In late 1920 there was a projected scaled down version (effectively half size) of the E.4/20 called the E.2/21, designed to carry six passengers with two leading edge engines it was abandoned in late 1921.

    Compared to the Handley Page 0/10 and DC-2...

    [​IMG]

    More characteristics...

    [​IMG]

    [​IMG]

    (Profile from "Conquerors of the Air" by Carlo Demand abd Heiner Emide - 1968)
     
  8. delcyros

    delcyros Well-Known Member

    Joined:
    Mar 2, 2005
    Messages:
    2,037
    Likes Received:
    27
    Trophy Points:
    48
    Location:
    Berlin (Kreuzberg)
    Graeme,

    I owe You a beer if You can shed more light on this plane! That´s fantastic info, indeed.
    Brooks article was unknown to me I will try hard to get a copy but I am afraid that Air pictorial isn´t aviable in central europe libraries.
    I am still searching for a fuel consumption curve of the Maybach IVa engine. I am somehow surprised by the legend performances. Just questioning because it even compares with the four engined Armstrong Withworth A.W. XV (maiden flight 1932) and Fokker F XXXVI (maiden flight 1934), altough both enjoy the advantage of more advanced engines as well as more streamlining.

    There is an excellent picture of the scrapping works on the prototype E 4/20 from the collection Koos in the recent issue of Flieger Revue extra, showing the cockpit and the acess tunnels in the wingroots. I may post it later (have to ask firstly).

    best regards many thanks!


    Edit: The lower profile drawing is likely in error wrt the nose. I can make a good case of it with the Koos photo. The profile shows the state of the E4/20 from the very first picture (compare above), where the cockpit is covered by textiles to prevent excessive cockpit heating caused by direct sun exposure. This artificial textile cover makes the nose looking that smooth. The nose curve is a bit deeper, on about the line of the lower spinner.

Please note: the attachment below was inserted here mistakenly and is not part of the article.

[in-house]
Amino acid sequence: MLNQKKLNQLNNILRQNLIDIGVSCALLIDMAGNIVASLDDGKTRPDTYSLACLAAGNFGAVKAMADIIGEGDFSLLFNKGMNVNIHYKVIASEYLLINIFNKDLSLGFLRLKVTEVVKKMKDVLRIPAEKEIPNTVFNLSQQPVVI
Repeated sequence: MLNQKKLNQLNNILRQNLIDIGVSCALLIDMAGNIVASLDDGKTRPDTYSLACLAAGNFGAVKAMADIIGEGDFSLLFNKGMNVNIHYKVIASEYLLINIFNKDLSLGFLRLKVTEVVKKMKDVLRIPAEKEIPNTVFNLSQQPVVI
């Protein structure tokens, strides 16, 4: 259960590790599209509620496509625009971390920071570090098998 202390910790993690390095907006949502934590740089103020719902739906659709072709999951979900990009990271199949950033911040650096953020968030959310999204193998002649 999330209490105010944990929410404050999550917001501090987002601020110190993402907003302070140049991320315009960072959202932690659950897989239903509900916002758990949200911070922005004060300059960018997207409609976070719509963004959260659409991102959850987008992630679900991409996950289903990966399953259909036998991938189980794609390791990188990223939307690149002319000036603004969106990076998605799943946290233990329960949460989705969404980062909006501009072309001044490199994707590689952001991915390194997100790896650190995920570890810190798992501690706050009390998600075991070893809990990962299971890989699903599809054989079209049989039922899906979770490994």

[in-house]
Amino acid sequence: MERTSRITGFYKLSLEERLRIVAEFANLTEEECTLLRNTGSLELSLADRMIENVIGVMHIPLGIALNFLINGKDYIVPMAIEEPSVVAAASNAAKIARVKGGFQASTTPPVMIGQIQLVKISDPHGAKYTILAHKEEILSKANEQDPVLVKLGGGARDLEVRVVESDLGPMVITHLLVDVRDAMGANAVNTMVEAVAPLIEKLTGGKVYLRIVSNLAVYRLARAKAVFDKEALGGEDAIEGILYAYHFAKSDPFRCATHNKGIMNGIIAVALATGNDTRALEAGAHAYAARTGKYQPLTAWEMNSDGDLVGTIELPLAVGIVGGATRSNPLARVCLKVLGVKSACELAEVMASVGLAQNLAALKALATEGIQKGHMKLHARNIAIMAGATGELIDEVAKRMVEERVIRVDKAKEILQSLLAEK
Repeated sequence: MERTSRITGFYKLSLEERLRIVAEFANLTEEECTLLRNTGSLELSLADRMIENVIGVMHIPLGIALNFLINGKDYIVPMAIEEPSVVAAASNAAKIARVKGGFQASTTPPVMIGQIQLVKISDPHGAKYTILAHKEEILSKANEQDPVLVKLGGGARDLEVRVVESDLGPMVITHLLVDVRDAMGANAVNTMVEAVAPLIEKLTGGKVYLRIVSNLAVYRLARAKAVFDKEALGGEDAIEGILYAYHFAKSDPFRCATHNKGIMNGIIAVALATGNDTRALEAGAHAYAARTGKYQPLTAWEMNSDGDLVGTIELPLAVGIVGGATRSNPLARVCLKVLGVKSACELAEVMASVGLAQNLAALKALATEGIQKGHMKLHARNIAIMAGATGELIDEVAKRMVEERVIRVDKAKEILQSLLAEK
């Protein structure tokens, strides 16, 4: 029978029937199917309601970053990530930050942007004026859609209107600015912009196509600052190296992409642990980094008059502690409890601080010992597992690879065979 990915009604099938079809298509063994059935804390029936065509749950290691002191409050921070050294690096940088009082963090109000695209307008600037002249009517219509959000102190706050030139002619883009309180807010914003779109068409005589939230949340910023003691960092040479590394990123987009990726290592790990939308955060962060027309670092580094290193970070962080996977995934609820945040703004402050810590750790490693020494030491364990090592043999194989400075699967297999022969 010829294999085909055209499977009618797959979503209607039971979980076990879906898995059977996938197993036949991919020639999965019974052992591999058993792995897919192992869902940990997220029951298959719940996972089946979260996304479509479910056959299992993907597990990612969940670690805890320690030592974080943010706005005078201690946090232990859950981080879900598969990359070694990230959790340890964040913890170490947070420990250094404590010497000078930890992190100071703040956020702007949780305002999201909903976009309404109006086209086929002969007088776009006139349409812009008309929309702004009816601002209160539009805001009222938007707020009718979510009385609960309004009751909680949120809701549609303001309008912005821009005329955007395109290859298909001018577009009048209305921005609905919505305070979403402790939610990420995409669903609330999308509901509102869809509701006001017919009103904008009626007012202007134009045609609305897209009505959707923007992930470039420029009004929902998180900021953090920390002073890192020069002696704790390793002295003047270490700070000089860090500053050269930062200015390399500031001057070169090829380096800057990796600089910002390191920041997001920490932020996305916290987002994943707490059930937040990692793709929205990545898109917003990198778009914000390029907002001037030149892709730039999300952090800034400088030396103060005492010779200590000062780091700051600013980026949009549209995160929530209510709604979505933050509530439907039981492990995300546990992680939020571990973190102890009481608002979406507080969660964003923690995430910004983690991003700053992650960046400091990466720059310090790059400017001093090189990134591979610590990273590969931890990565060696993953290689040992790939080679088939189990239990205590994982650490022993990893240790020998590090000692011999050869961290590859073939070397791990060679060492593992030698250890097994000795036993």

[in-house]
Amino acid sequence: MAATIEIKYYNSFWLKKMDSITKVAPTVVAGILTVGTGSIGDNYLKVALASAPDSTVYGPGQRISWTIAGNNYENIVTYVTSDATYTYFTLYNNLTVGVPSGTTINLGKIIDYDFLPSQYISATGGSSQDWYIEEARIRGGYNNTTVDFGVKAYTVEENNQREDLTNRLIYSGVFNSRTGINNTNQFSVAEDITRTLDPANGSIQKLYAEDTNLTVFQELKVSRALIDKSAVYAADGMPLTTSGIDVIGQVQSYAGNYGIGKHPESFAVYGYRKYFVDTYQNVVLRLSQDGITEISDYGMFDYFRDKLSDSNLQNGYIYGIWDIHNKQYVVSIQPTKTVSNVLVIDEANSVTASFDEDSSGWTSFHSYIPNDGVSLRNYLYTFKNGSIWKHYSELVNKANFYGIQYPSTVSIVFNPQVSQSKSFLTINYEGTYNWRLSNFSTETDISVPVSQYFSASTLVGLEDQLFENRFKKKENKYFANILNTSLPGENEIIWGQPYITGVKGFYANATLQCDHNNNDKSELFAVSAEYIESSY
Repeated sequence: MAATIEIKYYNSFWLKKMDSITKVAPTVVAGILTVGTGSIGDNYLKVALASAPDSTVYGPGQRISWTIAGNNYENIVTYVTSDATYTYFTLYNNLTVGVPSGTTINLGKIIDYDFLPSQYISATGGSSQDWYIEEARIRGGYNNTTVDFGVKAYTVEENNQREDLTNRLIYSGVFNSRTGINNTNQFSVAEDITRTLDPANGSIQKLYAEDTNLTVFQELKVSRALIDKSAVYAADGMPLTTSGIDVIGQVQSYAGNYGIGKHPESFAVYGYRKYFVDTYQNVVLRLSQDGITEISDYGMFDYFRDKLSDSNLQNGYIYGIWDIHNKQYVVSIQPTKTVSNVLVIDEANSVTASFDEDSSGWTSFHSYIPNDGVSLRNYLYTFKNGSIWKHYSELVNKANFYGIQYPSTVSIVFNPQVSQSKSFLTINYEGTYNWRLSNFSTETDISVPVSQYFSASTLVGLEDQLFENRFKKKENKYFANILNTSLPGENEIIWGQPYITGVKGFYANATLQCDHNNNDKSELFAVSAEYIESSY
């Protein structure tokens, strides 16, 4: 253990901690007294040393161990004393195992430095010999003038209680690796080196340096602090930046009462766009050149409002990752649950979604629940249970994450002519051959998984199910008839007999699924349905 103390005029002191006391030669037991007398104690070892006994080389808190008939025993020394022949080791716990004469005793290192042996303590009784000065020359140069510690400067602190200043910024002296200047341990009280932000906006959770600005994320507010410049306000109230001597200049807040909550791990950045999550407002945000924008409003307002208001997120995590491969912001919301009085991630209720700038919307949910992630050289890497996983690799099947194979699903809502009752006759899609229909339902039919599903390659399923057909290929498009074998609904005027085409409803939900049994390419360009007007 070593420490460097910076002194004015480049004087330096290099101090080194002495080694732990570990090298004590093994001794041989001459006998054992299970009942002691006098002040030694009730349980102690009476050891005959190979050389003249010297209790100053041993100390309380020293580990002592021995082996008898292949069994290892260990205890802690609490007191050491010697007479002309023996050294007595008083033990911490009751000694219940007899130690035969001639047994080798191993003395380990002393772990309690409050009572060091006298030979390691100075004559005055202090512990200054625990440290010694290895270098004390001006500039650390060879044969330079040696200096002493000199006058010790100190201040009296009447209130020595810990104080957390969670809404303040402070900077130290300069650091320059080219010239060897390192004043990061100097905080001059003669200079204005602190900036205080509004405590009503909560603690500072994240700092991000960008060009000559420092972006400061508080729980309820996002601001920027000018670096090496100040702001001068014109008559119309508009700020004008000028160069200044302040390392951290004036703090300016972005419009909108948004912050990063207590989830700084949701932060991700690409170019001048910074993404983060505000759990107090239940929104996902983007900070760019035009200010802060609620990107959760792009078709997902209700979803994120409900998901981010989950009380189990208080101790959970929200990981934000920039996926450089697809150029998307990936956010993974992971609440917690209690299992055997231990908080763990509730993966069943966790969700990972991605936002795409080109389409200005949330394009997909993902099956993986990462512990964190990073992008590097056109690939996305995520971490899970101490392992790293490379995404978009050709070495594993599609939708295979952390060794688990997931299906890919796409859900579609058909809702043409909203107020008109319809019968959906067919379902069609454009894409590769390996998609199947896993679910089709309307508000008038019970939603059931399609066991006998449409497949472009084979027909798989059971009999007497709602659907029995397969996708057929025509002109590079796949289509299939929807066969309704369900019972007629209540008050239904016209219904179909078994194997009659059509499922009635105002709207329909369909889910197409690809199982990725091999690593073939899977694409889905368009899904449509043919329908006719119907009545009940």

Other details of interest are the undercarriege and the camouflage pattern. The undercarriege consisted of four (not two!) main wheels, each 1600mm diamter. Two of the wheels were paired each. The load carrying capacity must have been considerable (Staakens 800 mm tires had a load taking capacity of 4000 Kg per wheel). A half embedded nose wheel and a sporn completed the gear system (compare picture below).

    Not all of the plane was left in silver-metallic. The outer wings indeed were produced partly in wartimes and still showed the typical night bomber camouflage (compare details).
     

    Attached Files:

  9. HoHun

    HoHun Active Member

    Joined:
    Oct 15, 2006
    Messages:
    1,766
    Likes Received:
    1
    Trophy Points:
    38
    Hi Delcyros,

    >I am still searching for a fuel consumption curve of the Maybach IVa engine.

    Hm, I don't have any curves, but here is some data from Kroschel/Stützer's "Die Deutschen Militärflugzeuge 1910 - 1918":

    Maybach
    Friedr.-
    hafen
    Mb IVa
    1917
    6ZylR
    Wasserkühlung (water cooling)
    245 PS Nennleistung (rated power)
    245 PS bis 2,5 km (up to 2.5 km)
    1400 U/Min Nenndrehzahl (rpm rated speed)
    165 mm Bohrung (bore)
    180 mm Hub (stroke)
    23 L Hubraum (displacement)
    1:4,94 Verdichtung (compression)
    1759 mm Länge (length)
    554 mm Breite (width)
    993 mm Höhe (height)
    403 kg Gewicht (weight)
    215 g/PS/h Verbrauch Benzin (consumption gasoline)
    10 g/PS/h Verbrauch Öl (consumption oil)

    Maybe it's a beginning ...

    Regards,

    Henning (HoHun)
     
  10. delcyros

    delcyros Well-Known Member

    Joined:
    Mar 2, 2005
    Messages:
    2,037
    Likes Received:
    27
    Trophy Points:
    48
    Location:
    Berlin (Kreuzberg)
    Thanks HoHun, that helps.

    The question is whether or not 215 gPsh (ca. 277 l/PS/h) specific fuel consumption are related to cruise or max poweroutput?

    It would compare well with

    Argus AS III (6 cyl. inline, 1916):
    0.229 l/hp/h @ 140 hp (78% powerload out of 180 hp max)
    or 177 g/PS/h @ 140 hp -rated power is at sealevel

    BMW IIIa (6cyl. watercooled, 1917):
    0.225 l/hp/h @ 160 hp (86% powerload out of 185 hp max)
    or 174 g/PS/h @ 160 hp -rated power is from sealevel to 2000m

    Benz IV (6 cyl. watercooled, 1916):
    0.230 l/hp/h @ 200 hp (87% powerload out of 230 hp max)
    or 178 g/PS/h @ 200 hp -rated power is sealevel

    Maybach IVa (6cyl. watercooled 1917):
    0.277 l/hp/h @ ??? hp (out of 245 hp max)